Tuesday, August 19, 2014
The "Boom, Boom, Boomerang Love" Story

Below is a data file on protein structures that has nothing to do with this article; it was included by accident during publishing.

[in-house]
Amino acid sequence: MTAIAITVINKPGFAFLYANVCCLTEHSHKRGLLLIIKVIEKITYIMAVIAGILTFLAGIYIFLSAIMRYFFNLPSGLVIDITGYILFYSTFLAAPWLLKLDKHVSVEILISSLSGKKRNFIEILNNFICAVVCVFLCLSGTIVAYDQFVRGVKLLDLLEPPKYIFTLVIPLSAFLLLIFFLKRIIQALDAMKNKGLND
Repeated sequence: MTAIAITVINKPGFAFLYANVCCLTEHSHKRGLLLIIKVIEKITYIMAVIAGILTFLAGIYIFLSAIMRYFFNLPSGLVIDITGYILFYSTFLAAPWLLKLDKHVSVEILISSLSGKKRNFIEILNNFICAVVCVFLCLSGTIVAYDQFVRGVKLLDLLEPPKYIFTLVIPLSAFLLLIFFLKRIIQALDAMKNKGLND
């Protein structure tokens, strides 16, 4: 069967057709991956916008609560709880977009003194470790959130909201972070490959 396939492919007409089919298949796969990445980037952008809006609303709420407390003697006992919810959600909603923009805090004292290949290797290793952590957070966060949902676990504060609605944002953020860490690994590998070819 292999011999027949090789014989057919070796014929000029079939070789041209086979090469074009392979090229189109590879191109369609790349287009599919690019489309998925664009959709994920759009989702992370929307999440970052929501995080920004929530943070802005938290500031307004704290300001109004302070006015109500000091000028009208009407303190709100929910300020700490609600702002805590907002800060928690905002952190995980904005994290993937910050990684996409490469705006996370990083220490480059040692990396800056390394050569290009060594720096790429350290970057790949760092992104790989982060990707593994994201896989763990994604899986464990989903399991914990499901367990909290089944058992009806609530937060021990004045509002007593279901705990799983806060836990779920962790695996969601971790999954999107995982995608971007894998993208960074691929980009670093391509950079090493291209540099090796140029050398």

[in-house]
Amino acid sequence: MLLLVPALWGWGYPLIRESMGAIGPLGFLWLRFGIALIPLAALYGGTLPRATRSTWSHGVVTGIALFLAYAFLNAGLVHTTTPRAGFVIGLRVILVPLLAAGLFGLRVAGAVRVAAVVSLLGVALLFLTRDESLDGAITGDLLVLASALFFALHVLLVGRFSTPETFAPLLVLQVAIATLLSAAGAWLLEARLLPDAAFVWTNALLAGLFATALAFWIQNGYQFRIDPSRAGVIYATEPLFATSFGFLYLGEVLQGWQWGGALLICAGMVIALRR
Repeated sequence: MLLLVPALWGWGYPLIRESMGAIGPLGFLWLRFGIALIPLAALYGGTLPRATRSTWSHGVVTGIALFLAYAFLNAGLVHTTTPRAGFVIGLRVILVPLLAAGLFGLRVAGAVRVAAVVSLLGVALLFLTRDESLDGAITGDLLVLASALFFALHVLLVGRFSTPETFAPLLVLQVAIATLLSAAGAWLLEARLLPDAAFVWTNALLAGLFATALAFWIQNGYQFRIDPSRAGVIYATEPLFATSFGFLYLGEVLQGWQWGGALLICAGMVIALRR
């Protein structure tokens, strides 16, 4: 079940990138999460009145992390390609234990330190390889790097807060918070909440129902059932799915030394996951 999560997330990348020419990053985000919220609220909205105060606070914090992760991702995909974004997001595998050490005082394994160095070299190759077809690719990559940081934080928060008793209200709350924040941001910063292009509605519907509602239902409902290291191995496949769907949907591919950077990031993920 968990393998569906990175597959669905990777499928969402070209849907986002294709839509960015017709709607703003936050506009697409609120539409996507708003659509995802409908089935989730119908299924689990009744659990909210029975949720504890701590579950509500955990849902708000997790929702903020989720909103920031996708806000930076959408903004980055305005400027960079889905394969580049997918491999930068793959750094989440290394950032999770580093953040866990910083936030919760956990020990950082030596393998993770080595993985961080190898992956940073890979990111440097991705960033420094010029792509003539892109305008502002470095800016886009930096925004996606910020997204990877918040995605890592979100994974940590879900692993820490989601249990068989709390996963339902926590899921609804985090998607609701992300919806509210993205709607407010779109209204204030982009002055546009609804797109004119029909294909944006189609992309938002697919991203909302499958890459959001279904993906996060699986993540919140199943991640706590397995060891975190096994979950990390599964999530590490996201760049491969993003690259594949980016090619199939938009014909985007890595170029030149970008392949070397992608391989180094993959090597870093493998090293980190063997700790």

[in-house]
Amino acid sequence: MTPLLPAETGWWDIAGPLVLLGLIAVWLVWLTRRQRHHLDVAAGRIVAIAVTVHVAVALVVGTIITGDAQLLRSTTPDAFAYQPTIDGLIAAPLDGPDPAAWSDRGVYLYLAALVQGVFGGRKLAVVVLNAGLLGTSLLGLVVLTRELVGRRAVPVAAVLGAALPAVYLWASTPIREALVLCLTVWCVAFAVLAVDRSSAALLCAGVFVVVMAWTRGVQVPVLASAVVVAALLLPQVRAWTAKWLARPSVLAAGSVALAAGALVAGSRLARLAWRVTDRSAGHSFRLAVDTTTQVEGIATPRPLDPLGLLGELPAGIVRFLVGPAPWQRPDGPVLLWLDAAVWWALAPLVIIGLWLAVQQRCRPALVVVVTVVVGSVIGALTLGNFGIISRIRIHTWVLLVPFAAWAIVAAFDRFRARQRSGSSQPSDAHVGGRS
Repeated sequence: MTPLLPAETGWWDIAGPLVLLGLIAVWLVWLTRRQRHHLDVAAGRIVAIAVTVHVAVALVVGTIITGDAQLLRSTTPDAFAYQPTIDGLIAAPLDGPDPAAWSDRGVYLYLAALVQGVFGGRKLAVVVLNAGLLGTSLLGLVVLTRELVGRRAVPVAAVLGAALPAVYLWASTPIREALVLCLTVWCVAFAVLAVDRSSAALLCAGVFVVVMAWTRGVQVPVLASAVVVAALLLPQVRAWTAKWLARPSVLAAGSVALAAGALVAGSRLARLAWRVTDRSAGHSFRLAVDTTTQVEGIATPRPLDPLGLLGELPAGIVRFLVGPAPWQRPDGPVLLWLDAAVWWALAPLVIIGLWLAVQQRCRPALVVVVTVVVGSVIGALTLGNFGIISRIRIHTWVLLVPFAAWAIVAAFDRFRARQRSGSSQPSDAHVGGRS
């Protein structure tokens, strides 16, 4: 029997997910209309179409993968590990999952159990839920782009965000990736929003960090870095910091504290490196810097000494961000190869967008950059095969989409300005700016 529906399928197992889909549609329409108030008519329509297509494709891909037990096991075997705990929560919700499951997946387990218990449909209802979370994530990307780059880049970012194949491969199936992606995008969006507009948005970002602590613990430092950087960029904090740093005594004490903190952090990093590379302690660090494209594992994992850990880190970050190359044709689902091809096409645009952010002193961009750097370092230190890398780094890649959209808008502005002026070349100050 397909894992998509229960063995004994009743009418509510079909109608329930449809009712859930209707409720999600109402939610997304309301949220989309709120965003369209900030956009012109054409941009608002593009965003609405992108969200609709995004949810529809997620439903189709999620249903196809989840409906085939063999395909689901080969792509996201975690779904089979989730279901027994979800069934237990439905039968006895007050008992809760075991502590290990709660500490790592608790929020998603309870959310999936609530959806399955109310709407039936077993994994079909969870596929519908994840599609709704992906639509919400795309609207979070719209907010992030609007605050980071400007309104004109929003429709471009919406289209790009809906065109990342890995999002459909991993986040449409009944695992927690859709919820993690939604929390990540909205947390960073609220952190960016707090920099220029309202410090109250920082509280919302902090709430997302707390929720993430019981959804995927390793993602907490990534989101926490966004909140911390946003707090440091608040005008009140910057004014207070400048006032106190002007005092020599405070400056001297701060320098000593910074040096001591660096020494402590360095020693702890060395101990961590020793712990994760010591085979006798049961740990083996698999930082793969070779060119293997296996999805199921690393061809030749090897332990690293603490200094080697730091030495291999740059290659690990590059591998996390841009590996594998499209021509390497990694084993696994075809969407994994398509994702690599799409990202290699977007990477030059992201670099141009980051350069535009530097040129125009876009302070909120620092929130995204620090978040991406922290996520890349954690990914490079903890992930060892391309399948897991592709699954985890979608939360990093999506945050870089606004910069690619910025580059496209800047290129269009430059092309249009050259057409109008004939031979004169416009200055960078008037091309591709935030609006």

It was an ordinary day. Running the vacuum in the second floor hallway. Not much to clean upstairs since only one bedroom is used most of the time. The other two are now used when guests or family make visits to the "Beach House" which happens maybe once a month. Other times the doors are closed to prevent our cat from sleeping on the beds and spreading cat hair on them. When we first moved into the "Beach House" back in the mid-90s, our children occupied the rooms from time to time. One time our daughter and her fiancé lived with us until they found permanent teaching positions in Maryland. Our youngest son occupied the basement bedroom for a few years while he saved money to buy a home of his own. And, our oldest son made a few stops in one of the upstairs bedroom after finishing college and searching for what he planned to do for employment. His intention was to play professional baseball, and he had been contacted by the San Francisco Giants telling him he would be picked in the first round, but then he suffered a career ending injury while pitching about a month before the major league draft. His world was turned upside down for some time so he came back home while struggling with a decision. Evidently our children are no different than most other children in today's society. Read in the paper recently that 36% of our country's young adults between the ages of 18 to 31 are living at home. I found that number astonishing! Over one third of today's youth are living with their parents? What gives? I could hardly wait to get married and get out of the house. I did live at home for a few years after I finished college and began teaching, but moved out in my early 20s. My wife only lived with her parents for a year before we were married. She was 19 at the time. When I was a teen and in my early 20's, moving out of your parent's home was a post-World II necessity. The "In" thing to do. Didn't want to get caught living at home. The newspaper story also said that people are waiting much longer to get married. Another reason is the huge debt that a person accumulates in order to go to college. Getting out of college, without a reasonably adequate job and owing as much as a home or at least a car, what are the kids to do? Move back home. This phenomenon has been tagged the "boomerang generation" and is not uncommon evidently. I was able to graduate from college with no debt at all, but at that time a semester cost me $143 for 15 credits and my books might have cost me $50 if I couldn't borrow them from a friend. I realize that was back in the 60's, but why could I do that while kids today can't? My kids all graduated from college without any debt, with a little bit of help from their mom and dad, but today's prices are off the chart. 20K or more for a year in college isn't that unusual. By the time a young adult graduates they have a tremendous amount of money to repay. I really didn't mind when the kids moved back home, since we got along well and they always helped with the chores around the house. Seems what used to be considered a "No-No" is now beginning to be the norm and the boomerang generation doesn't seem to upset about living with mom and dad. It was another extraordinary day in the life of an ordinary guy.